Songwriting is a Process, Not an Event

Gary EwerWritten by Gary Ewer, Senior Instructor, Dalhousie University, from “The Essential Secrets of Songwriting” website.
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SongwriterThe simple fact that songwriting is a process, where the final product can take anywhere from days to years to complete, may be the most important thing you’ll learn today. I wonder how many songs have been thrown onto the musical garbage heap simply because the people writing them thought that the whole thing needed to happen in one glorious shot? Simply put, songs take time.

It’s not unusual for non-musicians to think that songwriting is some sort of magical process that only a very few anointed can ever do successfully. The truth is that for the best songwriters, it’s a long process involving endless rewriting, reworking and rejigging of music before you come up with something that really works.

Sure, it is possible to have a song “fall in your lap”, but that is rare. Most songs require honing and polishing, and it can take years.

I’m mentioning this because I’ve noticed on online forums lately a lot of songwriters talking about how everything they try to write sounds like garbage.

And my reaction to those statements is usually: “Well, of course it sounds like garbage. Almost everything I write sounds like garbage until I rework and hone it.”

I realized, after reading the comments of would-be writers bemoaning the fact that they can’t seem to get anything to sound at all good, that if we all expected to come up with gold in one sitting, we’d all quit!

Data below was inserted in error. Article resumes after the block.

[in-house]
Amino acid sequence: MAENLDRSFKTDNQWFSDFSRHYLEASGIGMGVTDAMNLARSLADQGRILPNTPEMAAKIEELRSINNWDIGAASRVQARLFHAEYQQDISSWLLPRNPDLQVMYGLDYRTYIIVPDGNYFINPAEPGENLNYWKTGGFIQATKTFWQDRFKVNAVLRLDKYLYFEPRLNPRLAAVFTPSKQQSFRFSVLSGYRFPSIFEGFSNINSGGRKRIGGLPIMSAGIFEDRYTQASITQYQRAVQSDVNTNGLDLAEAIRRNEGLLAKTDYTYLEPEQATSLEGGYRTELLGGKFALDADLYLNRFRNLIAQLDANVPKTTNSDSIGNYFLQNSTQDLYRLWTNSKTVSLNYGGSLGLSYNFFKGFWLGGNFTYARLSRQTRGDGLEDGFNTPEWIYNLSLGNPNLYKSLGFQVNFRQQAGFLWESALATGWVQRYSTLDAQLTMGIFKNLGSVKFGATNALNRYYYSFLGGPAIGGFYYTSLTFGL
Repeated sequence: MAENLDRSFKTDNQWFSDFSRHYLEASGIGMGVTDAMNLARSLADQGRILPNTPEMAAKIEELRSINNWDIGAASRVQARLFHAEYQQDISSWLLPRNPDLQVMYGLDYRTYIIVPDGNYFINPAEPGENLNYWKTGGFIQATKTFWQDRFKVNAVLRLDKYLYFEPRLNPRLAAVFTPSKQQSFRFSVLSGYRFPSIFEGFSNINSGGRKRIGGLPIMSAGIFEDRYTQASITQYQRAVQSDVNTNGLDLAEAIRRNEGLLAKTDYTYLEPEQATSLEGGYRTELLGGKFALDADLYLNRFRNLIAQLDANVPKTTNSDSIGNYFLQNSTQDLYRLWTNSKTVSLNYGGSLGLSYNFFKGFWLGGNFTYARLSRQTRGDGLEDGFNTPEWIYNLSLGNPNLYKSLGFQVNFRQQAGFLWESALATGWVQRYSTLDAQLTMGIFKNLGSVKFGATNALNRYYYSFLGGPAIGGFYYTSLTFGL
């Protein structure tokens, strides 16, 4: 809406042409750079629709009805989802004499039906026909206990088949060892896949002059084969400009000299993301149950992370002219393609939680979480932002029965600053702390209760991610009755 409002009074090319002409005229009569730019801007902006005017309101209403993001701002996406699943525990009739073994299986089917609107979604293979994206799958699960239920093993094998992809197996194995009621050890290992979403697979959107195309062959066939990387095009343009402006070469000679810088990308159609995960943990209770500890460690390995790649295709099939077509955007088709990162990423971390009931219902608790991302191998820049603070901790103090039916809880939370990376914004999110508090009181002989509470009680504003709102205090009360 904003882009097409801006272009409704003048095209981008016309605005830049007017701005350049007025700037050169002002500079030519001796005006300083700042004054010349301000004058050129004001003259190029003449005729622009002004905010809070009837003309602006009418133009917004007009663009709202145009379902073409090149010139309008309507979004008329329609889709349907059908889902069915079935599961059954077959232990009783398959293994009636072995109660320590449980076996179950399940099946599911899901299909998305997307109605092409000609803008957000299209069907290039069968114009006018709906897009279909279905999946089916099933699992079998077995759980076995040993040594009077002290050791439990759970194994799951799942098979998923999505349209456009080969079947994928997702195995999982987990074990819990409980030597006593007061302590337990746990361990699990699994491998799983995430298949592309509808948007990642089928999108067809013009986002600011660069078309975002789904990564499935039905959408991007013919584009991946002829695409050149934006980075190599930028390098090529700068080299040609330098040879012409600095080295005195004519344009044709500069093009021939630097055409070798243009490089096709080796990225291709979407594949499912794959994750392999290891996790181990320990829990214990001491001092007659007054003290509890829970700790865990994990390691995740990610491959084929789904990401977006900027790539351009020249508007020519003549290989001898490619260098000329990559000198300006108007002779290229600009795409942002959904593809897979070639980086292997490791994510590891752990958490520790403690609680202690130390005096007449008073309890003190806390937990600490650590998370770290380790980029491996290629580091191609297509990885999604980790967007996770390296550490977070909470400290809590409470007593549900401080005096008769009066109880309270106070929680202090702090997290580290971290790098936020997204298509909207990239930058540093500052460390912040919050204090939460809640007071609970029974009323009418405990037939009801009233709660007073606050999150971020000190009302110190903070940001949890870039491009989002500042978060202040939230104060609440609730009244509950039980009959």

Songwriting is a process. It takes time. So if an entire song doesn’t occur to you in one sitting, simply appreciate the fact that you’re normal.

For most, ideas (snippets of melody, lyrics, chords, hooks, and so on) present themselves at any given moment. But ideas are not enough. Ideas need to be worked and polished until they’re part of a structure. Naturally, without any initial ideas, it’s hard to get a song working. So here’s a set of tips to help you get your song into a finished state:

  1. Always carry a recording device with you that allows you to capture words, melodic fragments and other song elements as they occur to you.
  2. Songs need form, so give some thought to the kind of structure your song will need. The verse – chorus – bridge format is common, but others are possible. And without form, your song is unmemorable.
  3. Good songs need some sort of connection between the various elements. For example, if your verse consists of downward moving musical motifs, consider upward moving ones for the chorus. If your verse is primarily in minor, try seeing if you can contrast that with something major.
  4. Your lyrics need something that draws the whole thing together. If you use a certain type of metaphor, don’t abandon it and use a different metaphor mid-song (e.g., sunshine representing happy times… try using darkness to represent sadder times.)
  5. Listen to your songs objectively. If you find yourself saying, “This song sucks…”, don’t throw it out. You need to dig into the song, and try to answer why. It may surprise you to know that bad songs are often very close to being great songs.

When I’ve written something I don’t like, I listen to it, and usually I find myself saying, “It’s right THERE, where the music turns bad.” There’s often some moment that you can identify, and once you know where it starts to turn sour, you can usually also figure out why it’s bad.

So don’t rely on an initial burst of inspiration to create a song. The best ones out there take time.

Your songs may be THAT CLOSE to being successes. With a little knowledge, you can be writing great tunes consistently.
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